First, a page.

It was the first Christmas that I remember not going to Grandma’s house, and I was really disappointed. So were my two younger sisters. No matter that the reason we could not go was that we were receiving a less-than-portable, priceless Christmas gift.
Mom was expecting our fourth sister. All three of us were excited to welcome Rachelle or Caress into our nearly all-girl household. But, it just wasn’t Christmas anywhere but Grandma’s house.
Our Christmas tree didn’t have the little electric ornaments that made the tree humm with its own life. Our mantle didn’t have the eight little carolers poised over the fireplace with their mouths perpetually stuck the middle of a perfect, “Gloooooooooo—-ooooo—-oooo-ooooria!” Our house didn’t have the upstairs bedroom with two sets of bunk-beds so that we could coordinate our waking and Christmas morning assault on the adults. Even though Granddad and Grandma were coming to our house, we didn’t believe that Grandma’s coffeecake would taste the same in our kitchen.
Dad was not to be persuaded by three pairs of puppy-dog eyes begging him to reconsider the two hour drive to Bartlesville for the holiday. Mom was due any day, the 22nd to be precise, and it wasn’t wise to ask her to travel with a newborn three days later.
The night of the 21st we crawled into bed believing that we had three more days to convince Mom and Dad of the necessity of going to Grandma’s house for Christmas. Suddenly, before the sugarplums had begun their December dance, Daddy was shaking my shoulder.
“Abby, wake up. I’m taking your mom to the hospital, the baby is on its way! Susan from next door has come over. She is going to stay with you until Granddad and Grandma can get here. I love you!”
Daddy disappeared before his exciting message shook me fully awake. I scrambled from under the covers and dashed into the living room where our neighbor was quietly reading a book.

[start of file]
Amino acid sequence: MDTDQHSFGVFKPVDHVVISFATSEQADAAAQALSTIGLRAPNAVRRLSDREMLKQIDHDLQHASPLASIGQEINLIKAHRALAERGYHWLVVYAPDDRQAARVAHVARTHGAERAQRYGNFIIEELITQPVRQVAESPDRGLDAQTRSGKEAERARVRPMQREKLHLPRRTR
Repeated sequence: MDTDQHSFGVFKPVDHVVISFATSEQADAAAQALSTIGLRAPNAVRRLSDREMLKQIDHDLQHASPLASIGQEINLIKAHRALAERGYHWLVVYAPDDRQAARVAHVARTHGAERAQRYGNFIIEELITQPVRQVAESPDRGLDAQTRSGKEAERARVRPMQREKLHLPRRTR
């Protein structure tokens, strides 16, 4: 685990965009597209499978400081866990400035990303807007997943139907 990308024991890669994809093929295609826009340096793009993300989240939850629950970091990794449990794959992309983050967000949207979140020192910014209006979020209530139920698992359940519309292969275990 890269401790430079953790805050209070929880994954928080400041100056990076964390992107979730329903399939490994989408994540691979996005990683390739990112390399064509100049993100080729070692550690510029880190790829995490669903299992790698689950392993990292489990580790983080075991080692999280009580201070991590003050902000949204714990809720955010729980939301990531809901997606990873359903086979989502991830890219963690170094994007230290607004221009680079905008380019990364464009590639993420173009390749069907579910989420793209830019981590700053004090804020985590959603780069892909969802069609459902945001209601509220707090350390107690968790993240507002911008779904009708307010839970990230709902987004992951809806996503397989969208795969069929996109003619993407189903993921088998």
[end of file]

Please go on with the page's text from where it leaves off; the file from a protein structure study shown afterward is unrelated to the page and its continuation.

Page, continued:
“Good morning, Abby. You’re up early. Your dad told you about your sister. I’ll bet you can’t go back to sleep either. Do you want to play a card game?”
The good news finally came about nine in the morning. Rachelle Lynn had arrived just in time for Christmas. The next day was a blur. There was a trip to the hospital to see our red-wrinkly Christmas present. My Grandparents arrived, a day earlier than they had planned, so that Daddy could stay with Mom at the hospital. In the wonderful chaos my sisters and I forgot about where we were ‘supposed’ to spend Christmas.
Christmas morning was crystal clear and cold that year. Rachelle slept, a pink little wrinkle in my mother’s lap as we unwrapped all the gifts beneath our tree. I am sure the coffeecake was delicious. The carolers at Grandma’s house sang the same silent song even though we weren’t there. Our Christmas tree worked just as well as Grandma’s as it towered over our pile of gifts. Actually, I don’t remember a single thing I received that year, except for my little sister.